Shariq, Steve: Muslim liberals like to concentrate on 'Islamic pluralism' in order to give their own views an airing. Now there is nothing wrong with this: it generates debates, dialogue, their views might well be part of Islamicate traditions too, and (although conservative and traditional Muslims will not like to admit it) they have waded into sensitive areas and forced a rethink amongst Muslims about some community practices and attitudes (Salafis did the same too, somewhat, with their demands that individual Muslims take control of their own religion; although Salafis are not liberals I hasten to add).

However, what they also seem to demand is that conservative views are ultimately eliminated. Liberal Muslims will brush aside conservative attitudes and practices and seek to marginalise them as though they were of no importance. Indeed, except for rare occassions, liberals will dismiss a traditional/conservative critique (some, to their credit, will honestly engage with it). This undermines their own case for 'pluralism' and it seems all they want is cultural and social dominance. So, can I conclude that talk of 'Islamic pluralism' is nothing more than bid for power and hegemony?

Consider both Yakoub's (who is not a "conservative" as we would popular think) and Haroon's (though conservative, is not traditionalist, per se) comments carefully.

(I don't know jsm, but s/he makes some a worthy point too.)


I embrace liberalism, and I respect your opinion thabet, I enjoy reading your blog.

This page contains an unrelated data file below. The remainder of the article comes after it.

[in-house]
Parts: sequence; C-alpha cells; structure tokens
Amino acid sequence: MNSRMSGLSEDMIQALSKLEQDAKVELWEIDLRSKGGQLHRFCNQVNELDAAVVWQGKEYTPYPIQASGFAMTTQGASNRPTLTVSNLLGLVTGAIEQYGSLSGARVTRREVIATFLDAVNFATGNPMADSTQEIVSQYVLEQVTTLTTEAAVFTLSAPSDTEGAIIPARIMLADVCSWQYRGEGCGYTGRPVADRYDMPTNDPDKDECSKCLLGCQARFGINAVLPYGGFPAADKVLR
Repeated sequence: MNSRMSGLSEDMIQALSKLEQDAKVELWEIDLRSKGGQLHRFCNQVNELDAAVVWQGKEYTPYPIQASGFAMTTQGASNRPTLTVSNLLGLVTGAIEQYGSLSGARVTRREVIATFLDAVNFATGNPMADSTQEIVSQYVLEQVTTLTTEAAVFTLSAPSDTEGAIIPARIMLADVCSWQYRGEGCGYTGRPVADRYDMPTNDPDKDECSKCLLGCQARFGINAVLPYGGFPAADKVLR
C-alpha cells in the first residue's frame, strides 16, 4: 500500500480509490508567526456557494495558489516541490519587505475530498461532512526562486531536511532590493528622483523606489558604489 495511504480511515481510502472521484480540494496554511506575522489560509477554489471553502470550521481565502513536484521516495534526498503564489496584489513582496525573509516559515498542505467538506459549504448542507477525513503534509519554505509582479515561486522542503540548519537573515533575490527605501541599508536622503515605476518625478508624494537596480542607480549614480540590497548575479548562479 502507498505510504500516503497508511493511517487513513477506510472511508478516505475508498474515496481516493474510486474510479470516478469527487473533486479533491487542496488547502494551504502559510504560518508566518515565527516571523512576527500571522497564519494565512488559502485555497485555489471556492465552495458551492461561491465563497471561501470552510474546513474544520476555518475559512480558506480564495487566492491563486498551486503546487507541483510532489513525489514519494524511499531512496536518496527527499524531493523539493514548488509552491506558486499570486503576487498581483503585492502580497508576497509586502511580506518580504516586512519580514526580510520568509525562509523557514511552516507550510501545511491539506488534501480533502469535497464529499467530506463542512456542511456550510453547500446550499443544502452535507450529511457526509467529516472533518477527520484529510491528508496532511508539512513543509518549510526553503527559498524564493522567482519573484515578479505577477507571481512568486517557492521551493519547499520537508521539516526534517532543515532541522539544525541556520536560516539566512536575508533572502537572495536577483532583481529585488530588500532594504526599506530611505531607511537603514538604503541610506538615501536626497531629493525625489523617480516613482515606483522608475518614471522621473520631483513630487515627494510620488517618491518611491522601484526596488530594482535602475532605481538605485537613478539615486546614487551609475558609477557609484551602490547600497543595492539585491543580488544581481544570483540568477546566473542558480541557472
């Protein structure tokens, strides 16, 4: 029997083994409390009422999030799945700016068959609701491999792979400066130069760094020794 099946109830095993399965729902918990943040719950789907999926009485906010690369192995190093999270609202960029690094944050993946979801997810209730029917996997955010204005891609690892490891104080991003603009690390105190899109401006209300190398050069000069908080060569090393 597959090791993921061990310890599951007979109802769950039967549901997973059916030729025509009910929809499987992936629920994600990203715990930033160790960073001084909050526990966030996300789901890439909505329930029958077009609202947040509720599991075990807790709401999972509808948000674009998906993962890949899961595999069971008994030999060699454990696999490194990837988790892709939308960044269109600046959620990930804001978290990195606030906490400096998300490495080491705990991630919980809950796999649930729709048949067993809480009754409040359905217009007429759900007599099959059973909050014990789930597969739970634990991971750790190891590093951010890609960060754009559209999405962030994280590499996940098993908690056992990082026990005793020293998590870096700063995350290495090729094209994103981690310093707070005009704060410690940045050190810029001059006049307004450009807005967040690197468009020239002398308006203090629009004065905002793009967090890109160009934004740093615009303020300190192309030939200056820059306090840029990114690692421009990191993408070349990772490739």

it's just my experience that conservatives have little room in their worldview for people unlike themselves.

A Christian conservative, and an Islamic conservative, for example, would have difficulty co-existing together even though their beliefs on many core family issues (modesty as well), might be similar. That being said a liberal christian and a liberal muslim, would at least respect the right of the other to have the equal right to exist in society, and would not impose their worldview on the other.

look at the countries in the west where Muslims are today: who is fighting for their rights? Is it the conservative, or is it the liberal?

and if i went to saudi arabia, or anywhere else in the middle east, who would be fighting for my rights - would it be the conservatives of the country, or the liberals?

conservatives fight for themselves, liberals fight for everyone. This goes to the heart of inclusiveness.


Thabet, I agree with a lot of points which have been raised in this discussion.

With regards to Yaqoub's comment about the analysis of power, I agree that liberalism isn't free from imperialistic tendencies. However, rather than using say Foucault, I think it can be better challenged based on a scientific understanding of human nature. (see e.g Straw Dogs by John Gray - will post a review of this soon)

With regards to Haroon's comments, I think that a lot of difference has to do with different starting points. I'd say conservatives see a lot of value in certain principles and don't like to move away unless their is overwhelming evidence e.g. on why apostasy is wrong.

Liberals on the other hand tend to start off by favouring the individual and then accept communal principles such as those outlined by Haroon when they see a flaw in their own systems.

Finally, yes, diversity and pluralism can be achieved in both. However rather than criticising liberals for not seeing this, isn't it the challenge for conservatism to rebuild itself. Liberalism has its own problems such as its relationship with the wider community and the presence of moral values to worry about solving conservatism's problems as well.